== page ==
Science Shows that Dogs Are Sycophants and Cats Are Con Artists

Illustration for article titled Science Shows that Dogs Are Sycophants and Cats Are Con Artists

Today in science comes some news you probably intuited unless you're allergic to animals and live a life bereft of fur and cuddles or with an unreasonably expensive Goldendoodle — dogs are manipulable while cats, dastardly creatures, are manipulative. Sounds about right, doesn't it?


According to Discover Magazine, dogs and cats have gotten really good at reading people, albeit in their own peculiar ways. Dogs are easily influenced human actions or what a new study calls "ostensive cues." These are the same cues — body language, gazes — an inarticulate infant picks up on when it's trying to figure out what the world's all about. Researchers working on this new study figured out that dogs, true sycophants that they are, make their decisions based on ostensive cues from people, preferring, in one instance, a plate of food preferred by a person even in that plate has less food than another.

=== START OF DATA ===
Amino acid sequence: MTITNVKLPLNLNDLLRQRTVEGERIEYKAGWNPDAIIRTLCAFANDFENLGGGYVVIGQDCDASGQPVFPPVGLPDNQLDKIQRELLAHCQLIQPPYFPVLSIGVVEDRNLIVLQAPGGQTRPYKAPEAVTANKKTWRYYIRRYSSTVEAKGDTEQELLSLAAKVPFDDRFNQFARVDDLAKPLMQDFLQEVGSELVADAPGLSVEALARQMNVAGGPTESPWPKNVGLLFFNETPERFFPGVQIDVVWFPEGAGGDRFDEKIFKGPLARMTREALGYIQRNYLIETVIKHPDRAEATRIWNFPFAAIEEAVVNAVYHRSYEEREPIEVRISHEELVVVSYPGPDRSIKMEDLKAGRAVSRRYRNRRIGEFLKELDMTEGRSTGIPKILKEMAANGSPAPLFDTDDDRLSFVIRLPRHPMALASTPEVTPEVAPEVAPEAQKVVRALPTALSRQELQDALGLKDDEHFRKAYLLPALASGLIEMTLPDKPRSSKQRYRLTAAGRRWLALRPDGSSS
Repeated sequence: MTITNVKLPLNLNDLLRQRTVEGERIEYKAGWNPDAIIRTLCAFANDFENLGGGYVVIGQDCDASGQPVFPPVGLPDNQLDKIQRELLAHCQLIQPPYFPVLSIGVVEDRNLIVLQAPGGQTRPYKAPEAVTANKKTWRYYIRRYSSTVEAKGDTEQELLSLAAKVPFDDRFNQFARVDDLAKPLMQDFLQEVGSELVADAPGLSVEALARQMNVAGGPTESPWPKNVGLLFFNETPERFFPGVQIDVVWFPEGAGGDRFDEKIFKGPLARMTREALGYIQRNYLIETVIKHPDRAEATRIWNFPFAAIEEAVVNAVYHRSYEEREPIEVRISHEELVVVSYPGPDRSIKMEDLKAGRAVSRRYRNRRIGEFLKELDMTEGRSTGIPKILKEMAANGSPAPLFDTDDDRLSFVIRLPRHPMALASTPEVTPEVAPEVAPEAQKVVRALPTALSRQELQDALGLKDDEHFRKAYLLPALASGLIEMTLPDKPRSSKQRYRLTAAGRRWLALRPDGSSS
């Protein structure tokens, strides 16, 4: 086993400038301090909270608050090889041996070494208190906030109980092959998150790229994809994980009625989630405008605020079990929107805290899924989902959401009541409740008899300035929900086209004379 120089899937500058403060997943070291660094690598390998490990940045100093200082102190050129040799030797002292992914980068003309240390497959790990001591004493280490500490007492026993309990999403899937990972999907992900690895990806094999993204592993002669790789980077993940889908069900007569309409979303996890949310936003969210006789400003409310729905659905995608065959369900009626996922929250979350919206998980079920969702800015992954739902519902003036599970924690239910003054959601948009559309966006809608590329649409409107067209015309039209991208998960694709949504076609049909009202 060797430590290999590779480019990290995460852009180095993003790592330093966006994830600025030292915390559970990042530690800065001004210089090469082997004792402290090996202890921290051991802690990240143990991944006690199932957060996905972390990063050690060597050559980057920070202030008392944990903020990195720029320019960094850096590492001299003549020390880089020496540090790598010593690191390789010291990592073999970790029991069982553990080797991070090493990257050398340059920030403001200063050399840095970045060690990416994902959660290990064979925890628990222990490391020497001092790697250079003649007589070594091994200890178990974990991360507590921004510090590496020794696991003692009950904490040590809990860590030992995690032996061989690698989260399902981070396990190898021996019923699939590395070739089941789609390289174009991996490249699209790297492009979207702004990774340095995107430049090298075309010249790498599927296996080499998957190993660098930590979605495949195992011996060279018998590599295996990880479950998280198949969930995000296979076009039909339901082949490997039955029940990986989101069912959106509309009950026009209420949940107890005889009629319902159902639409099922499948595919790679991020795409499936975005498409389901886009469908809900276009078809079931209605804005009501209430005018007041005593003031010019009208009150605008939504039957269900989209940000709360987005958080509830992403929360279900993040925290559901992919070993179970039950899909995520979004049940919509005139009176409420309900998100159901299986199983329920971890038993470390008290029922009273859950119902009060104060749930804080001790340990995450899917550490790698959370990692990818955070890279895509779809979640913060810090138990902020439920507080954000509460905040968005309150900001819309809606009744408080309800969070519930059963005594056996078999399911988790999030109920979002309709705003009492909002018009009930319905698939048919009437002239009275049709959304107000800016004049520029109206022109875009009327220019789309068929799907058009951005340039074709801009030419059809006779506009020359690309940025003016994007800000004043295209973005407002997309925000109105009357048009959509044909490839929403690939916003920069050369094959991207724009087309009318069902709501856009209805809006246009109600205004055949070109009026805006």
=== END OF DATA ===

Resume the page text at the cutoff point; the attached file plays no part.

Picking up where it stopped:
Cats, however, run a different game on their doting human companions. In a paper titled, "The cry embedded in the purr," researchers explain different purrs cats employ to get people to do things for them. Certain purrs, they found, sound so urgent, grating, and generally pitiful that people will do anything — including pouring out dish after dish of Fancy Feast — to make it stop. The "solicitation purr" is inharmonic to boot, meaning that even veteran cat owners who think they know all of their cat's wiles are susceptible to the distressing sound.

Moral of the story: if you aren't down for all the espionage-style mind games super domesticated animals will play with you, get a sloth or one of those sort-of-domesticated foxes they're having so much trouble with in Russia.

Dogs Are Manipulable, Cats Are Manipulative [Discover]

Image via Eric Isselée/Shutterstock



My cat injured his leg and as dutiful human slaves we took him back and forth to the vet to get a couple different casts put on to make sure he healed properly.

The vet said his leg was fine but he was still limping. Then one day when he didn't know I was watching him he was walking around completely limp-free. When I made my presence known he immediately started fake limping his little heart out. This went on for a couple weeks after he was completely healed.

I'm not sure if it was attention he was going for, but you could see the wheels in his little con artist mind going. :)